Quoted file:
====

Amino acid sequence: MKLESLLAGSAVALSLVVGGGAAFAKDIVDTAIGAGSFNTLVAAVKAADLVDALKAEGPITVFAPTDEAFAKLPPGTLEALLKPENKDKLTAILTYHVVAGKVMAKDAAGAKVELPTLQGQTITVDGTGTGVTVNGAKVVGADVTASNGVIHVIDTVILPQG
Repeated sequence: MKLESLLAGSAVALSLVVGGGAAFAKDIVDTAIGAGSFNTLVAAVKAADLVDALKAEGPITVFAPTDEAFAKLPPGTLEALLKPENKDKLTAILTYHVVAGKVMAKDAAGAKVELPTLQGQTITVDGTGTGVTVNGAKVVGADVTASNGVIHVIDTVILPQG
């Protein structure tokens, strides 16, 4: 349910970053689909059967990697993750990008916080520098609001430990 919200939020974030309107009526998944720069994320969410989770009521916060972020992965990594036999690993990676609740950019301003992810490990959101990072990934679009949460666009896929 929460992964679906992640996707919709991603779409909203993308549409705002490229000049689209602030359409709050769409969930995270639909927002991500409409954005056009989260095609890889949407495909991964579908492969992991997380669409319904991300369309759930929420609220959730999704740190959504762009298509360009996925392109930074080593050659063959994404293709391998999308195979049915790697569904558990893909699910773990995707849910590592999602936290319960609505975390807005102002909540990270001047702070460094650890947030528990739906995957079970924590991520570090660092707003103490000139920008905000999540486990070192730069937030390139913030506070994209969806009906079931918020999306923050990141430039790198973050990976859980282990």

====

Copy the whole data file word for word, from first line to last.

Amino acid sequence: MKLESLLAGSAVALSLVVGGGAAFAKDIVDTAIGAGSFNTLVAAVKAADLVDALKAEGPITVFAPTDEAFAKLPPGTLEALLKPENKDKLTAILTYHVVAGKVMAKDAAGAKVELPTLQGQTITVDGTGTGVTVNGAKVVGADVTASNGVIHVIDTVILPQG
Repeated sequence: MKLESLLAGSAVALSLVVGGGAAFAKDIVDTAIGAGSFNTLVAAVKAADLVDALKAEGPITVFAPTDEAFAKLPPGTLEALLKPENKDKLTAILTYHVVAGKVMAKDAAGAKVELPTLQGQTITVDGTGTGVTVNGAKVVGADVTASNGVIHVIDTVILPQG
């Protein structure tokens, strides 16, 4: 349910970053689909059967990697993750990008916080520098609001430990 919200939020974030309107009526998944720069994320969410989770009521916060972020992965990594036999690993990676609740950019301003992810490990959101990072990934679009949460666009896929 929460992964679906992640996707919709991603779409909203993308549409705002490229000049689209602030359409709050769409969930995270639909927002991500409409954005056009989260095609890889949407495909991964579908492969992991997380669409319904991300369309759930929420609220959730999704740190959504762009298509360009996925392109930074080593050659063959994404293709391998999308195979049915790697569904558990893909699910773990995707849910590592999602936290319960609505975390807005102002909540990270001047702070460094650890947030528990739906995957079970924590991520570090660092707003103490000139920008905000999540486990070192730069937030390139913030506070994209969806009906079931918020999306923050990141430039790198973050990976859980282990």